THE JUICE ON JUICING

54179f749a5c11e2a07e22000a1f9a28_7

Drinking vegetable and fruit juices is something I have gone through phases with over the years. I should point out here that I’m certainly not talking about yucky, pasteurized “freshly squeezed” bottled juices, but rather freshly pressed vegetable/fruit juices, usually made with a home juicer. Despite the apparent healthfulness of the latter, I always encountered two schools of thought on juicing: the most dominant was on its numerous benefits, but I was also disillusioned  after reading reports about the high levels of (natural) sugar content, which could cause spikes in insulin levels, and made me question how “primal” juice really was. Thus, I sipped in and out of daily juices until more recently… and I’m proud to report I’m now a firm advocate of the daily, freshly pressed vegetable juice!

I had a number of questions and concerns about juicing, and after conducting a bit of scientific and personal research here’s some answers to my earlier questions:

Why not just eat the vegetable or fruit in its whole form?

Because most people don’t eat enough vegetables and fruit, and because our produce just isn’t as nutrient dense after being grown in depleted soil. Juicing means you get massive amounts of concentrated nutrients without having to consume huge amounts of fruit and veg. You would never eat a pound of carrots but you could easily drink the equivalent in a glass of carrot juice.

Don’t we need the fibre?

Yes, but you can get fibre from everything else you are eating. Consider your juice like a supplement – a concentrated amount of nutrients in a glass. And if you do suffer from intestinal and digestive issues taking out the fibre can help heal the gut and allow you to better absorb nutrients.

Isn’t fresh extracted juice high in sugar and won’t it spike insulin levels?

Yes, if you juice a lot of fruit. No, if you mainly juice vegetables. The low amount of sugars present in vege juice are perfectly balanced with enzymes, minerals and other nutrients which the body instantly recognises and turns into energy. They act totally differently to those sugars found in nasty pasteurized and processed bottled ‘fresh juices’.

What about the oxalates in green vegetables that can cause digestive upsets?

These vegetables are great to juice but in small quantities – you don’t need more than a few leaves of spinach/kale/collard greens/mustard greens/dandelion greens per glass of juice to get the benefits without the discomfort.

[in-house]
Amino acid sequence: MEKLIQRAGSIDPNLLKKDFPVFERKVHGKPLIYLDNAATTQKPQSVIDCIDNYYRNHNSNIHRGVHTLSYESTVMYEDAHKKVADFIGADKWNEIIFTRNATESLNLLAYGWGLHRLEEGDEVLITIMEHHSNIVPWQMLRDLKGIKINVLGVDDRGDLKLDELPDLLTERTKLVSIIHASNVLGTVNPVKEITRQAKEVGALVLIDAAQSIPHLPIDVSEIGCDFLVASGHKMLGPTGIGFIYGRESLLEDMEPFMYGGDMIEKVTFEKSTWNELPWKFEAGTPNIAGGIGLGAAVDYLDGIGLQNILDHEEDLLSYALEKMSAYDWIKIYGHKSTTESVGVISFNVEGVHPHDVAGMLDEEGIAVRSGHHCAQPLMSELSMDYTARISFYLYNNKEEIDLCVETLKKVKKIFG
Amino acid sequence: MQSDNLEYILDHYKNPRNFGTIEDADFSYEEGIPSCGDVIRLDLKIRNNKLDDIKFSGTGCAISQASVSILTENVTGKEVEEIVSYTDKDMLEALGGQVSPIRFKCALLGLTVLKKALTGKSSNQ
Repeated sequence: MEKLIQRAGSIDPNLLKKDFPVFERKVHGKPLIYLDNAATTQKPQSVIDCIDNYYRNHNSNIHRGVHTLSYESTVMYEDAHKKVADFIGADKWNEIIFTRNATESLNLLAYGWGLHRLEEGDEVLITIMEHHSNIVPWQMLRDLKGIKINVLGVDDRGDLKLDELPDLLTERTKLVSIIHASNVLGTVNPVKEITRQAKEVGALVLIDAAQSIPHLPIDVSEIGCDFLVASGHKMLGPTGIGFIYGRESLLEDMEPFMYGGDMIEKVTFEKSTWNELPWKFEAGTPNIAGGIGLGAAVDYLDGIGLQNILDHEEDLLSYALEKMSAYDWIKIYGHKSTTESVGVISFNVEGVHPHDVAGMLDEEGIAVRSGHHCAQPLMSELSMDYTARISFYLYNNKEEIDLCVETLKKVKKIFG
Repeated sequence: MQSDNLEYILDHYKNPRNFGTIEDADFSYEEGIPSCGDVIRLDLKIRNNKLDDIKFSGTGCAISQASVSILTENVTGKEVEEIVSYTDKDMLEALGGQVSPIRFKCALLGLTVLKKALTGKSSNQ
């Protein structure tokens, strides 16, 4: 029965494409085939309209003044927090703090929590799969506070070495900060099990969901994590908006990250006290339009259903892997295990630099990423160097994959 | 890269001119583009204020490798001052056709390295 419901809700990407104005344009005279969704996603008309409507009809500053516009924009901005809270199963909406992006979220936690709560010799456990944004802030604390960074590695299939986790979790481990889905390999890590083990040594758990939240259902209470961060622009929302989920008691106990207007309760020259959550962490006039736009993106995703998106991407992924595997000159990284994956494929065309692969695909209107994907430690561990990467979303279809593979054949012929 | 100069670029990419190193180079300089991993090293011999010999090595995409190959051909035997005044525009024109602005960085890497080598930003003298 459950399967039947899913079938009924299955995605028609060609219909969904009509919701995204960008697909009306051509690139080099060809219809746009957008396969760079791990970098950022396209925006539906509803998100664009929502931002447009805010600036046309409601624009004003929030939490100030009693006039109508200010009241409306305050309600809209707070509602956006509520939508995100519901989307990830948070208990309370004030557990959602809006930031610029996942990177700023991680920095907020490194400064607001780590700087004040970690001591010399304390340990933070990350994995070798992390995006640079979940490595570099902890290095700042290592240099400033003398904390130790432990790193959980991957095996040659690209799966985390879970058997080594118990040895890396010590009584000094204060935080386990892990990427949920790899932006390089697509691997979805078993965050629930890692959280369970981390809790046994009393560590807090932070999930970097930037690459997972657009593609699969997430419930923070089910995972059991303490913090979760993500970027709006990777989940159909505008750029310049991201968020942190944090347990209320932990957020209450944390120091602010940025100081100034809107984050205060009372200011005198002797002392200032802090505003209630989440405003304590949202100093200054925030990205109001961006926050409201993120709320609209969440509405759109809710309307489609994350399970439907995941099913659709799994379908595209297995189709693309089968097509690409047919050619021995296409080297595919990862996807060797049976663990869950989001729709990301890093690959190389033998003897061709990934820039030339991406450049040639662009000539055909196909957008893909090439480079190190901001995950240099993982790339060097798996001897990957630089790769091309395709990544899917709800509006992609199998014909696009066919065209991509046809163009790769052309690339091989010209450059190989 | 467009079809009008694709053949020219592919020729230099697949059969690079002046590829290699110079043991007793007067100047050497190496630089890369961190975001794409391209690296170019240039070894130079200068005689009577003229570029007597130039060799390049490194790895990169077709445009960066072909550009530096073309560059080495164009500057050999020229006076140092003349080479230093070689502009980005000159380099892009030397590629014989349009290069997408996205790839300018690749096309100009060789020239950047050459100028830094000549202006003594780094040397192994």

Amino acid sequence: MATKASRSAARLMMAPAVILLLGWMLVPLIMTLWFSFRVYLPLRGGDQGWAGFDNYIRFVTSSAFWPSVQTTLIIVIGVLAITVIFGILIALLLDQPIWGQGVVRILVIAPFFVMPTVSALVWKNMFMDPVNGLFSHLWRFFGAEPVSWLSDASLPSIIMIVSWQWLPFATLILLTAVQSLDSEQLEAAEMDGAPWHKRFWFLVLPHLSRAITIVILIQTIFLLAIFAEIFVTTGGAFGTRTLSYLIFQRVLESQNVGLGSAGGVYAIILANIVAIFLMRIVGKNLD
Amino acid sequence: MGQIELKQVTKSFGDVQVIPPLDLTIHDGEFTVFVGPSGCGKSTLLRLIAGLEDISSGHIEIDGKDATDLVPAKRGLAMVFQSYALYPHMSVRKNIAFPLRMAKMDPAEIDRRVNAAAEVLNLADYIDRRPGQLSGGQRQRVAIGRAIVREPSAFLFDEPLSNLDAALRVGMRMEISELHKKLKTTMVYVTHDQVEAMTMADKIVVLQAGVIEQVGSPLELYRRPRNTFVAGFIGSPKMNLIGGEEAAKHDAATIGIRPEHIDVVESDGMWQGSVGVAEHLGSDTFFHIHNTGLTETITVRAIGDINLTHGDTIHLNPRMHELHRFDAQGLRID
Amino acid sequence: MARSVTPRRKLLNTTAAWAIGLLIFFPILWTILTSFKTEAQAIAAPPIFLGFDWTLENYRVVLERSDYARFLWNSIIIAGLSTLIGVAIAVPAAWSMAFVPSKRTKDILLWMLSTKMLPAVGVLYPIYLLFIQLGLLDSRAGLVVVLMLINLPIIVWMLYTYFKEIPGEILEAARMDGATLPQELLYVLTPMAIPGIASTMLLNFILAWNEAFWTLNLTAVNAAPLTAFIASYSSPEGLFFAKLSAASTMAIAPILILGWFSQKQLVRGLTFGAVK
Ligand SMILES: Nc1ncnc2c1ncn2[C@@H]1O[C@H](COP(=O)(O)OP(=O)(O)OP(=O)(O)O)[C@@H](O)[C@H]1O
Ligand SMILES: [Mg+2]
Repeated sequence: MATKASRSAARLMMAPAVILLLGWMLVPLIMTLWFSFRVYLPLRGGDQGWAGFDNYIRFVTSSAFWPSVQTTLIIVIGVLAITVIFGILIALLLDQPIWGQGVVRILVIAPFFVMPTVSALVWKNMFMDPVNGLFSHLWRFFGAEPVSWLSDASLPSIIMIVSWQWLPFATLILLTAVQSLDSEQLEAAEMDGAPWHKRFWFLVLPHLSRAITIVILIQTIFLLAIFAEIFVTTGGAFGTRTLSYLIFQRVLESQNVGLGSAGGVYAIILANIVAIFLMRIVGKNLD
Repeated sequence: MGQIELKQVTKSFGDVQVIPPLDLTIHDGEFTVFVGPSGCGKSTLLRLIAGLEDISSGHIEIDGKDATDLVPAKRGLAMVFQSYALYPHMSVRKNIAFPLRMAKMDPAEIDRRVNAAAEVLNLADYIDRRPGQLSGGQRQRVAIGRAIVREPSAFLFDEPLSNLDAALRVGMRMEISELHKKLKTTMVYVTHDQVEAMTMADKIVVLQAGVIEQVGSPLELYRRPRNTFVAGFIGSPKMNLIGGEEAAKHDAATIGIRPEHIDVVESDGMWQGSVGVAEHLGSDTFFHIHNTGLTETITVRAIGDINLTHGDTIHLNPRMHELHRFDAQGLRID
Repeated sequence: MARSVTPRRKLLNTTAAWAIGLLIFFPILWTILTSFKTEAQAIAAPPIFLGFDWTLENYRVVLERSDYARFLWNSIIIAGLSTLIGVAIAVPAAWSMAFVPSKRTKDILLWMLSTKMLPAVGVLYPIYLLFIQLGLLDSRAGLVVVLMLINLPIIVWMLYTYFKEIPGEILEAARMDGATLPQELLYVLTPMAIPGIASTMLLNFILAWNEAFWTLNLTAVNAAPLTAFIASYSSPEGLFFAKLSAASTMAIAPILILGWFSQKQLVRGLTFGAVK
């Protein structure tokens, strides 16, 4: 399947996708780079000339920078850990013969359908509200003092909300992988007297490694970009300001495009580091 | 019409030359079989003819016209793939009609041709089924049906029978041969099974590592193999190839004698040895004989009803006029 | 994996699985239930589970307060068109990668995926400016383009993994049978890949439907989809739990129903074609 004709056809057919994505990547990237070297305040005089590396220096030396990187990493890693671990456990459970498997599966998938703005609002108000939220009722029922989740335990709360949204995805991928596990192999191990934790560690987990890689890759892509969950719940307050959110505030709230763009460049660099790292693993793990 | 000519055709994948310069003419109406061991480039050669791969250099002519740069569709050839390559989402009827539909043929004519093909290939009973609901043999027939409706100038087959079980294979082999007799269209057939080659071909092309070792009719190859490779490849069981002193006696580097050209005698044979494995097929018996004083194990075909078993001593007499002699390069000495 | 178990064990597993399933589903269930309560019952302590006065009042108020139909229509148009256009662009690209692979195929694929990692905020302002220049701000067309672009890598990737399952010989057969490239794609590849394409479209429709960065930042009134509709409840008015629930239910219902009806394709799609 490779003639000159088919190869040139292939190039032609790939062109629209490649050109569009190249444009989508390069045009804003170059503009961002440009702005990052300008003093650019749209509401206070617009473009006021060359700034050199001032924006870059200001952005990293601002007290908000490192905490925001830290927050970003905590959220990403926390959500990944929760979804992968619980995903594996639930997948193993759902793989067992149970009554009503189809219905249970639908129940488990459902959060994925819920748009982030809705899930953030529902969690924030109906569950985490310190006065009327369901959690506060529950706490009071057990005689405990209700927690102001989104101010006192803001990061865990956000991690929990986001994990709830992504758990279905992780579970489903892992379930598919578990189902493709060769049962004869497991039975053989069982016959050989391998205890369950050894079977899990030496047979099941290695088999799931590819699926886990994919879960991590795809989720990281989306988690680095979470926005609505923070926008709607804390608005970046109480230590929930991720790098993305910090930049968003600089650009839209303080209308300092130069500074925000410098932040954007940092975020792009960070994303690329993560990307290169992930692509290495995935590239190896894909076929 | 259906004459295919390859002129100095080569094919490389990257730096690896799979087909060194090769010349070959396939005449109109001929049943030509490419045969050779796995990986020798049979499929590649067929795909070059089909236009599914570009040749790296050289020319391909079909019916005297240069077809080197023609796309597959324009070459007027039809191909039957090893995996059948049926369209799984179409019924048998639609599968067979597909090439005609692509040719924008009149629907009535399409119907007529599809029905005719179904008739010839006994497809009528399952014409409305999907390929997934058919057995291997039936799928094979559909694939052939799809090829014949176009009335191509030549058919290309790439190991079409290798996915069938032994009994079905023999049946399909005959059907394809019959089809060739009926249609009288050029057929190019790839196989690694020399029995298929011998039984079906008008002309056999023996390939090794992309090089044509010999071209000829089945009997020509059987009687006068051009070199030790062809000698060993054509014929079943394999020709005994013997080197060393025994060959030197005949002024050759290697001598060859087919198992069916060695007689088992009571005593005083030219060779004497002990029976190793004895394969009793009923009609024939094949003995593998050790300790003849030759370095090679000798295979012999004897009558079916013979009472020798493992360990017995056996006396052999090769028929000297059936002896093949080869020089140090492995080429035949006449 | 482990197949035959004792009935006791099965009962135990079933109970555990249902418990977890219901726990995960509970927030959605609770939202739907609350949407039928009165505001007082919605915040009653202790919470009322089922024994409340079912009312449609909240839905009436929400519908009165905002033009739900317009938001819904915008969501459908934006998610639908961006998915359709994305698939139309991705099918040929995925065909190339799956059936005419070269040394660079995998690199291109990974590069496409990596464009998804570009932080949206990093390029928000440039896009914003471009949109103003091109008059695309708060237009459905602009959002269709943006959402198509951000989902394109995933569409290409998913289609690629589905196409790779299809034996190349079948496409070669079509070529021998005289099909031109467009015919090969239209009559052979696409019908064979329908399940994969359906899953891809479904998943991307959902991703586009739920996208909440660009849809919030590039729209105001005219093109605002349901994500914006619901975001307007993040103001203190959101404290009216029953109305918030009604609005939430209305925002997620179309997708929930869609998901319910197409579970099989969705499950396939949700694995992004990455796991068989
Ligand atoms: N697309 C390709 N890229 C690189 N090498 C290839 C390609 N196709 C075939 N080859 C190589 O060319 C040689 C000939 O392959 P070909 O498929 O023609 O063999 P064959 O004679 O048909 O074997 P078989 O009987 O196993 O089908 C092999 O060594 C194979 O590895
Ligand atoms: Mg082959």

What about adding fats like raw milk / eggs / avocado / chia seeds / ground flax seeds / coconut oil to make the juice more filling like a smoothie?

Absolutely a great idea (especially if you are a protein type), as natural fats won’t interfere negatively with the nutrients available in the juice but will provide more sustenance if that’s what you’re after.

A bit of history…

The pioneers of juice therapy in the late 1800s were Dr. Norman Walker and Dr. Max Gerson – they brought juicing to the medical world by using it as a method to help cure all manner of ailments. Despite numerous cases of curing people from terminal illness, skin tuberculosis, cancer, migraines and headaches, and Dr. Gerson being awarded a Nobel Prize,  juicing was still regarded as “radical”. Dr Walker died at age 99, while Dr. Gerson died under suspicious circumstances – with many suggesting the results of his juicing research were  too much of a threat to major drug companies. Jay Kordich, a disciple of theirs, is the most current and loudest voice in the juice world today. Having cured himself of cancer as a young man through juice therapy he continues to spread word to the masses.

… And there certainly is a lot to spread! Freshly pressed juices:

  •  Remove heavy metals, toxins and poisons from the body without any side effects
  •  Provide all the goodness from loads of fruit and veg in a very concentrated and bioavailable form
  •  Allow people who suffer from digestive issues, whereby fibre impairs absorption of nutrients, to easily digest and soak up all the beneficial vitamins, minerals and so on
  • Are easily absorbed and fed around the body in as little as 20-25 minutes